Man on a Mission
                                                                                 (see photos below)
There's a family named Notredâme in Belgium, which has lived in Flanders for many generations. The last several generations of the family have dealt with the fearful legacy of the many bloody and pointless battles which raged "In Flanders Fields". World War I was a study in how otherwise (or at least ostensibly) civilized societies could be plunged into war by a manipulative elite, and Europe guaranteed its twilight with the blood that was shed on those battlefields, and all the bloodshed necessary in World War II to essentially return a status quo ante. The heart of an entire generation was destroyed in those battles, silencing voices which would have spoken against fascism, factionalism and fanaticism.

Of course, the decisions made in councils of power are beyond the influence of the commoner/citizen, but they usually bear the brunt, as they cannot usually choose where they live, and are suddenly engulfed in conflict.

Believe it or not, to this very day, Belgian farmers in Flanders run the risk of turning up munitions from World War I with their plow, and every year on average several Belgians lose their lives to this antique ammunition. There is actually a special unit of the Belgian Army which is charged with traversing the roads in that part of the country, and picking up the shells, weapons, and other paraphernalia of that time. Several museums in the neighborhood are festooned with these sad souvenirs. Apparently, during the battles which took place there during two years in the war, there was a very rainy season, and literally millions of artillery shells rained on those relatively few, extremely muddy acres, and many of those shells burrowed into the mud, to turn up decades later.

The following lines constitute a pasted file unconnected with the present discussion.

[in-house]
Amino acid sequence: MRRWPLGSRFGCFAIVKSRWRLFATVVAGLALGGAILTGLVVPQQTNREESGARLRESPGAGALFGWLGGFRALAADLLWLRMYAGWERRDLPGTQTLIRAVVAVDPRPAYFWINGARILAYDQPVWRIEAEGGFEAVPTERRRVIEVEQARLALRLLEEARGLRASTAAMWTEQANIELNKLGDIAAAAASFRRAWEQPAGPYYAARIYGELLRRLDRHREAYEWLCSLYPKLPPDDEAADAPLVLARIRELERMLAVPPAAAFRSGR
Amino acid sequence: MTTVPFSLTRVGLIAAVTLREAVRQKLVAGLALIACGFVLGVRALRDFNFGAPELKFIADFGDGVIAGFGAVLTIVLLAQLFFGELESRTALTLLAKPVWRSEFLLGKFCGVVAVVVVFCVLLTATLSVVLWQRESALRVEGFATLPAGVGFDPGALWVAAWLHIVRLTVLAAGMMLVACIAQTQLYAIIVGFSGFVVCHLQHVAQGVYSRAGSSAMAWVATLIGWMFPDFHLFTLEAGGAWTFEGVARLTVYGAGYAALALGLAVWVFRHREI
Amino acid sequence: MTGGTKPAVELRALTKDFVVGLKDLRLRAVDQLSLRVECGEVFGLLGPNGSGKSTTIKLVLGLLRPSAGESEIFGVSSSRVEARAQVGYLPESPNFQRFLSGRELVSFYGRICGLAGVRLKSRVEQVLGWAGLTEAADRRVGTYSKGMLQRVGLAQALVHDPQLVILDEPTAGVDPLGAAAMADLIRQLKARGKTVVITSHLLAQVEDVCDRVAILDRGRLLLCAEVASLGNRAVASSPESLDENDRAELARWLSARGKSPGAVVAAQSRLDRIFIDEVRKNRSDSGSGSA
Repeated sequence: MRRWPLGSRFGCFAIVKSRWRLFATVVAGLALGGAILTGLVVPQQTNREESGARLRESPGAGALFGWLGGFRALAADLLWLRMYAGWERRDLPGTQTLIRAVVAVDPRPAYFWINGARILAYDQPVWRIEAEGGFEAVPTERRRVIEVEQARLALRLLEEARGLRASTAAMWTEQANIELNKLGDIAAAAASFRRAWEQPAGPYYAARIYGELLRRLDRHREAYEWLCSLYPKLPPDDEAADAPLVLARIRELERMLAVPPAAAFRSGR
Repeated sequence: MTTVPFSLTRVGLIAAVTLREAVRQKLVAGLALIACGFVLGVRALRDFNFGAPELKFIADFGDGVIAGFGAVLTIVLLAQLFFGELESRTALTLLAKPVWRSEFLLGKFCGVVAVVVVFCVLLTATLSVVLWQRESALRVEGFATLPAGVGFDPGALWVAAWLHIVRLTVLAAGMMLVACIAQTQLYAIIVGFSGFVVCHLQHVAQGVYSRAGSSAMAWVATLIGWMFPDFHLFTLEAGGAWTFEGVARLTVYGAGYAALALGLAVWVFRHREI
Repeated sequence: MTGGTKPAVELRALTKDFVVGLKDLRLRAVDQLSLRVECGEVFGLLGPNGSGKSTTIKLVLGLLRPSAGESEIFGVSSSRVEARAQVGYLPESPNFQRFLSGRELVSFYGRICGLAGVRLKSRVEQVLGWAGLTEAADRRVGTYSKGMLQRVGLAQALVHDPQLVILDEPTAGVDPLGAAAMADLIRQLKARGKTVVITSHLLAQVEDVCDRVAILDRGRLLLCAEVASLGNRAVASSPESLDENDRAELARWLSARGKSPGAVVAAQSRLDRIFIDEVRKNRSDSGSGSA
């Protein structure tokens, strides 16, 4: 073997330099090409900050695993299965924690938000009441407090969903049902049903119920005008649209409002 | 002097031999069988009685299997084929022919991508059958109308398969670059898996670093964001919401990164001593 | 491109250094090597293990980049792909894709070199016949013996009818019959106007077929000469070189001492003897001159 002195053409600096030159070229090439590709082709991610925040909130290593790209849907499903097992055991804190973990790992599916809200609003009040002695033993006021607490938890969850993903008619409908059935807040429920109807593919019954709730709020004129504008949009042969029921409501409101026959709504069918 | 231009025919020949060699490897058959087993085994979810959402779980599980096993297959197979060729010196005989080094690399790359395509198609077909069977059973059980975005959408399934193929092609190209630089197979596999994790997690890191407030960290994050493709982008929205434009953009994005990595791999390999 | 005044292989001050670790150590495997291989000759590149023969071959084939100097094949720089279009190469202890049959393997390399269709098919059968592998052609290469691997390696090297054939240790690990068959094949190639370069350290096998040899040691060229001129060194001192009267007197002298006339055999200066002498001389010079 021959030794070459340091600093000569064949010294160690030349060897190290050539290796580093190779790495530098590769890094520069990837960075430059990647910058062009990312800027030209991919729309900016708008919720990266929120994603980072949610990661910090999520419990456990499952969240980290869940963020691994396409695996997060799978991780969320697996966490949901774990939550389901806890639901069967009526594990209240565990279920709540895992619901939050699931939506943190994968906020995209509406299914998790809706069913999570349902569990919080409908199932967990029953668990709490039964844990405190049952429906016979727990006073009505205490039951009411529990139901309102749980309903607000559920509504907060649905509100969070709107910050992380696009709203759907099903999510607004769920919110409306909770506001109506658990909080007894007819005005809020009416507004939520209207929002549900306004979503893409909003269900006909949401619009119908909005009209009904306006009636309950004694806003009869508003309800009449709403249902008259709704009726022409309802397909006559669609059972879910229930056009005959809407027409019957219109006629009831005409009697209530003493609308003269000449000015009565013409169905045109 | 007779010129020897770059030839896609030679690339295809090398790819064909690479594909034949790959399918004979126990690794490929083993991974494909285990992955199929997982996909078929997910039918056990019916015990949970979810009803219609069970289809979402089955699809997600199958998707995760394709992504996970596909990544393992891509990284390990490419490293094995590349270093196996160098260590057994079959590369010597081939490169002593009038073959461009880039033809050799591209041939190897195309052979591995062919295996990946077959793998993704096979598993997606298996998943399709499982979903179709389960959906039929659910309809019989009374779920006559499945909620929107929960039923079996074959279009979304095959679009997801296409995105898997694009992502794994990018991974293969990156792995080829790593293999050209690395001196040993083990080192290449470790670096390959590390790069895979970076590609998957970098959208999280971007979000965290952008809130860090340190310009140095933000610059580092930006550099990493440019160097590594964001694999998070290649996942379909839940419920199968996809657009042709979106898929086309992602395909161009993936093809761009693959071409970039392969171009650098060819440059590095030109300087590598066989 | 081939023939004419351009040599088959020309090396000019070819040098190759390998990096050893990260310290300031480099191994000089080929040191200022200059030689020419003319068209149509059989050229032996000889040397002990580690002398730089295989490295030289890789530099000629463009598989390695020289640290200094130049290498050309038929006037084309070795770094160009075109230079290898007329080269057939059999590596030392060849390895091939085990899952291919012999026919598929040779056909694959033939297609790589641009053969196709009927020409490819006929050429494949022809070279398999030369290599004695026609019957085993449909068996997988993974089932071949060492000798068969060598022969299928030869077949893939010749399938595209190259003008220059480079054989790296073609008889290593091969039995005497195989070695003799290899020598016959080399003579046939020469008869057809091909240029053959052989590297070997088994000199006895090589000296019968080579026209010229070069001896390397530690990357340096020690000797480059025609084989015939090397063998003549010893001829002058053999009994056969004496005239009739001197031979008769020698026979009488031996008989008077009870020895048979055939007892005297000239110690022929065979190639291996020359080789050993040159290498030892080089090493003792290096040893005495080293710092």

The current scion of that family, Lode Notredâme, with the able and loving assistance of his wife Sandi, has made it his mission to promote his passion, and I tell you, friends, it is a downright pleasure to see someone, anyone, pursue their passion, because they are, at least at times, the best they can be.

What inspires and supercharges Lode is the hearfelt need to share with the world the story of what happened there, and how our actions can have repercussions which echo down the generations. This is literally a matter of life and death for this person (to stretch a point, admittedly). The stories about the day to day experience of the men in the trenches was at times heart-rending. As an easy gift, he passes around an old helmet with cartridges and shell casings from the battlefield, and believe me, they won't run out for a while. Our ingenuity at creating such weapons is, fortunately, offset at times by our tremendous compassion and ability to get off our duff and do the right thing, at least in this author's experience.

Anyway, once the Euro-Dollar exchange rate has improved somewhat, consider signing up for the Quasimodo Tour of Flanders Fields. It is a memory waiting to happen.

Here are some photos of that terrible waste of life that devastated an entire generation of Europeans:





Learn about Flanders Fields





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